In some ways the past two weeks have been very long and yet paradoxically very short. Today we had a guest speaker who talked about her candidacy paper. I am still too early into the course work stage to be really focused on the expectations at the candidacy stage of the program but it was interesting to hear how she organized her thoughts and about some of the personal issues she had at the time. She did it and that is inspiring!

The Geo-everything presentation was quite good. I learned about geo-caching and augmented reality. The benefits of these kinds of sessions is that it is really hard to keep up on all the "stuff" that is out there so having peers with different areas of expertise is great.

We also attended a presentation in Second Life. I continue to be underwhelmed (with the environment and not the presenter). I think this environment has great potential for some fields like Engineering and Bio-sciences as well as language but I just find it cumbersome. At this stage, the user needs a lengthy orientation before being able to really embrace "in world" life and maneuvers. Mostly I find myself trying to catch up to others and then wondering why I bothered. Anyway, it is an evolving technology so improvements and greater familiarity will come in time.


Tuesday, July 21, 2009

Day 9 - intellectual safari

Well it was an interesting day! Saw a terrific presentation from the Grassroots video team so I will drop in on the site after I blog a bit and leave some comments there specific to the presentation.

Our class was privileged to hear from Dr. Randy Garrison this afternoon. The presentation centered on the Community of Inquiry (COI) model and the results of a recent study he conducted. I first read about the COI in my Masters program and still think it has an intuitive appeal. The social, cognitive and teaching presences are all key to any post secondary learning experience and it was interesting today to see that the three intersecting circles are not static but will change overtime in a course. There also may be an inevitability to the fact that the social presence is more predominant at the start of a class whereas the cognitive presence increases over time, as does teacher presence. I hope to use the COI when doing my dissertation work. I am particularly interested in the faculty development side of the equation.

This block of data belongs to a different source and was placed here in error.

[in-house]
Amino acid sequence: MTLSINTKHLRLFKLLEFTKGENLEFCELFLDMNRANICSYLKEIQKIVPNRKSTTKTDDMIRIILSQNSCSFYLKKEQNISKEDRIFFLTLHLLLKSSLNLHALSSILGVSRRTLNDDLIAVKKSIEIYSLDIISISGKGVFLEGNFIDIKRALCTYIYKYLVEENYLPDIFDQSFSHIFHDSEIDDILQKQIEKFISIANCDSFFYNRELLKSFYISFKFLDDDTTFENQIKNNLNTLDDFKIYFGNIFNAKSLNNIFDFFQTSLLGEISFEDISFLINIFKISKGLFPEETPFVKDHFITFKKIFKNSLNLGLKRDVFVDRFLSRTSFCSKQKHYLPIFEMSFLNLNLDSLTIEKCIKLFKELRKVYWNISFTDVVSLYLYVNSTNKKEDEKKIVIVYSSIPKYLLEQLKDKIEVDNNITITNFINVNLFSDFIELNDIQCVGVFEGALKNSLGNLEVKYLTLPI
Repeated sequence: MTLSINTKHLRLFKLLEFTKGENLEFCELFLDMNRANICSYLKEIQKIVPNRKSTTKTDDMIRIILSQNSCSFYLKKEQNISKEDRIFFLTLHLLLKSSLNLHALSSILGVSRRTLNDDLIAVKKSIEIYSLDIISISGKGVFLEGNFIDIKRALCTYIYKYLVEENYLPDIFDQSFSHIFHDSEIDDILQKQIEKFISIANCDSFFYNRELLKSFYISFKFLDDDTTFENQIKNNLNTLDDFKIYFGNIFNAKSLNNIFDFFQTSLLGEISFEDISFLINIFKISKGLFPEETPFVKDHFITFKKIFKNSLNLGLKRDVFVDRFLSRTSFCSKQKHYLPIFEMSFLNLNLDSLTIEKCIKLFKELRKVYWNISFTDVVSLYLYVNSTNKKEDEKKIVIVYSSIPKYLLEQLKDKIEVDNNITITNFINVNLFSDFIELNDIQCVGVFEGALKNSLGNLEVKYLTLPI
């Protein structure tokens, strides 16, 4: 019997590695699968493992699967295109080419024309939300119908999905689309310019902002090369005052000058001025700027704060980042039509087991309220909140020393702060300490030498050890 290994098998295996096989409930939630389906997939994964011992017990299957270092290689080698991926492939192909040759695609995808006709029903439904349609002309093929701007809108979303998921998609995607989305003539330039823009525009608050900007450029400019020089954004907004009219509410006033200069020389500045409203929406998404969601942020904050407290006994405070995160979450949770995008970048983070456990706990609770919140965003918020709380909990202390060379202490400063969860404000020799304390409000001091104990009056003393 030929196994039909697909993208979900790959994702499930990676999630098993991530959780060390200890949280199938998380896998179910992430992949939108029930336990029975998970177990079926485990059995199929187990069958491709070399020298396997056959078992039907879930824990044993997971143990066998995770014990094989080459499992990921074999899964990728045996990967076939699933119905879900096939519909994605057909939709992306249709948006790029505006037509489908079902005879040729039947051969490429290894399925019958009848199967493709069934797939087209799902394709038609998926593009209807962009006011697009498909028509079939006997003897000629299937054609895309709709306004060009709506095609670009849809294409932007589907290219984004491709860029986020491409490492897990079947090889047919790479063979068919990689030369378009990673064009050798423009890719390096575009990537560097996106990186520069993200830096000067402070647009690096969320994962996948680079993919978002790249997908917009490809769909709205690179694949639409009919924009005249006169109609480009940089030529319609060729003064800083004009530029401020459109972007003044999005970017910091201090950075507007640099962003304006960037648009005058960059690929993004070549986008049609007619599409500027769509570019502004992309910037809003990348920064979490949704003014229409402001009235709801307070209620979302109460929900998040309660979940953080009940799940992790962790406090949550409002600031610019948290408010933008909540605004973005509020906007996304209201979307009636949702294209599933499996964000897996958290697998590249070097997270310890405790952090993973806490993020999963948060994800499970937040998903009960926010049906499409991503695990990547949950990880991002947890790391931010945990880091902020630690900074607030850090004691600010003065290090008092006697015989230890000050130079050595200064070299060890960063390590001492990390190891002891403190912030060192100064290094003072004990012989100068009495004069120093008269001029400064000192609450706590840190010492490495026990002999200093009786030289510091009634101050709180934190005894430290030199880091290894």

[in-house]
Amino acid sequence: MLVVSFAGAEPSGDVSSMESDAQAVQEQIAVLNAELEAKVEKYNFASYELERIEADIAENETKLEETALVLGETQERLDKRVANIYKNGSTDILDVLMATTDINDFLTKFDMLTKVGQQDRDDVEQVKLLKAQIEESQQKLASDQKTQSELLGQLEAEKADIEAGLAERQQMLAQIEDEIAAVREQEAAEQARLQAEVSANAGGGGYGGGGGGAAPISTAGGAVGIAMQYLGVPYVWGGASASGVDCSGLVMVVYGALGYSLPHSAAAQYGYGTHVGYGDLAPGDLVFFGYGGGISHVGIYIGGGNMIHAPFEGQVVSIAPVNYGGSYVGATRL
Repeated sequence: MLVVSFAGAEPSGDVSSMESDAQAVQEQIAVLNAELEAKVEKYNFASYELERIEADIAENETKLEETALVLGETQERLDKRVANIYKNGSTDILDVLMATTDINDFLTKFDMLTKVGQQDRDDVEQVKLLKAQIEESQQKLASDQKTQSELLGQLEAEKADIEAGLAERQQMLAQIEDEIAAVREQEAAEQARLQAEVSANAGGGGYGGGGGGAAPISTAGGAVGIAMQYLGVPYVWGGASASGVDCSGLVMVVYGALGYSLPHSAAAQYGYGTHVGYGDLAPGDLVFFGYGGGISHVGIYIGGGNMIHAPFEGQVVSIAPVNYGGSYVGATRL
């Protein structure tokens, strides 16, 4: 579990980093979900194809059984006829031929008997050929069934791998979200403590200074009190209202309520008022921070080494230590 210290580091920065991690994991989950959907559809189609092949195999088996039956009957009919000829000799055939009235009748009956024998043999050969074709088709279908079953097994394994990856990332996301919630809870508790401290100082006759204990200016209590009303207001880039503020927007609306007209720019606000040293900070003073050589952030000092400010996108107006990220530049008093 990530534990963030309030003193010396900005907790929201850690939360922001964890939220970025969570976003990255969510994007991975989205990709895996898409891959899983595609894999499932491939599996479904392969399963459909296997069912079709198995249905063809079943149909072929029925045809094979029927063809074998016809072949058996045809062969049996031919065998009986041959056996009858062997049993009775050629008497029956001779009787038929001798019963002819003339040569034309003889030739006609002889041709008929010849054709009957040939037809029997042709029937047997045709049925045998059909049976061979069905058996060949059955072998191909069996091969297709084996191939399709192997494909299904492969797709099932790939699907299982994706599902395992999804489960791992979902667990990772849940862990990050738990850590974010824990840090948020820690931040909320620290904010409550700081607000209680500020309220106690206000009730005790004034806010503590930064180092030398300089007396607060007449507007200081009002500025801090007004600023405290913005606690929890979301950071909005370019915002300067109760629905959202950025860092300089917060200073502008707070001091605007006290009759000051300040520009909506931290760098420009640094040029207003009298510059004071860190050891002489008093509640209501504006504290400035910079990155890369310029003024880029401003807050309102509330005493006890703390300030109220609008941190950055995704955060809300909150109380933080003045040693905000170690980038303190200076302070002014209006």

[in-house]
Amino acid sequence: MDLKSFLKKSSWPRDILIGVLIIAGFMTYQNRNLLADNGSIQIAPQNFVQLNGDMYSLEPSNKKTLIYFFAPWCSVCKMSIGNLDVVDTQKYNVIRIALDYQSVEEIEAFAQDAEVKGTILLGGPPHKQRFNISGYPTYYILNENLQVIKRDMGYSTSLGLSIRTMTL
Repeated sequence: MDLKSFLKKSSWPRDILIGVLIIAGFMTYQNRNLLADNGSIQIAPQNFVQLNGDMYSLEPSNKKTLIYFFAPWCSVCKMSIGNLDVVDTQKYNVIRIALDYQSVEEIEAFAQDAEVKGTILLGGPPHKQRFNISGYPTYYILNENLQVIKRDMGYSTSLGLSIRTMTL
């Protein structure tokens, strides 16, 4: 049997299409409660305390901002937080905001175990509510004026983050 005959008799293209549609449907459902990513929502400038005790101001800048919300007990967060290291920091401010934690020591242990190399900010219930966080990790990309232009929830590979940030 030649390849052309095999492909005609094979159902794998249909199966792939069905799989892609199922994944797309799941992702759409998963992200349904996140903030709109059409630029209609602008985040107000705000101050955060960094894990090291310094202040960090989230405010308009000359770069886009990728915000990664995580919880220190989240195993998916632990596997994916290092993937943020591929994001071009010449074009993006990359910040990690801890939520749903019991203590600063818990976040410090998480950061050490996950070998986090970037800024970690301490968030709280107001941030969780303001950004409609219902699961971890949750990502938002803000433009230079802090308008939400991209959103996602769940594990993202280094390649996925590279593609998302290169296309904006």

Monday, July 20, 2009

Day 8 - the start of week 2

Two things for the start of week 2!
1) Well based on some reading over the past week I found that I have to refine my working definition of educational technology:

Educational technology is any human-made tool or process used in a responsible manner to assist learners in mastering the knowledge and skills of their field such that they can apply that mastery.

2) I enjoyed tremendously the presentation today by Dr. Susan Crichton because it demonstrated how evolving technology can not only simplify the work of the researcher in some ways but result in richer data that captures more than just the words of the participants but their intonation, tone, body language, etc. Of course the researcher would have to be comfortable using cameras, etc., or have access to someone who could do this work.

Aside from the valuable perspective on research, the emphasis at the outset of the presentation on 'spiritual' considerations like a simple, uncluttered life was timely as we all confront how to deal with the paradoxes of striving for simplicity while simultaneously juggling all our complex roles in life.


Sunday, July 19, 2009

Day 7 - Thoughts on the readings

Some thoughts on this week's readings in an attempt to interalize them but writing about them...I am finding that Creswell (2009) is a valuable resource as we start to conceptualize our research project. As I was reading his explanations of the worldviews, strategies and specific methods I immediately began trying to categorize or label myself. (Not sure if this is an inherently good or bad thing yet!) Of the world views presented, the pragmatic was the most intuitively appealing to me. Often this prgarmatic view leads researchers into mixed methods studies, which again is something that intuitively appeals to me. I guess I appreciate trying to have the best of both worlds! Why else would I want to pursue blended learning as a dissertation topic?

While it is too early to state any research methods specifically, I would think transformative mixed methods might be appropriate since I am considering using the Garrison, Anderson and Archer(2001) Community of Inquiry model as a framework for my study. Related to this, the chapter on mixed methods research planning brought up useful concepts to consider in planning including the timing, weighting, mixing and the fit of theory into the planned research process.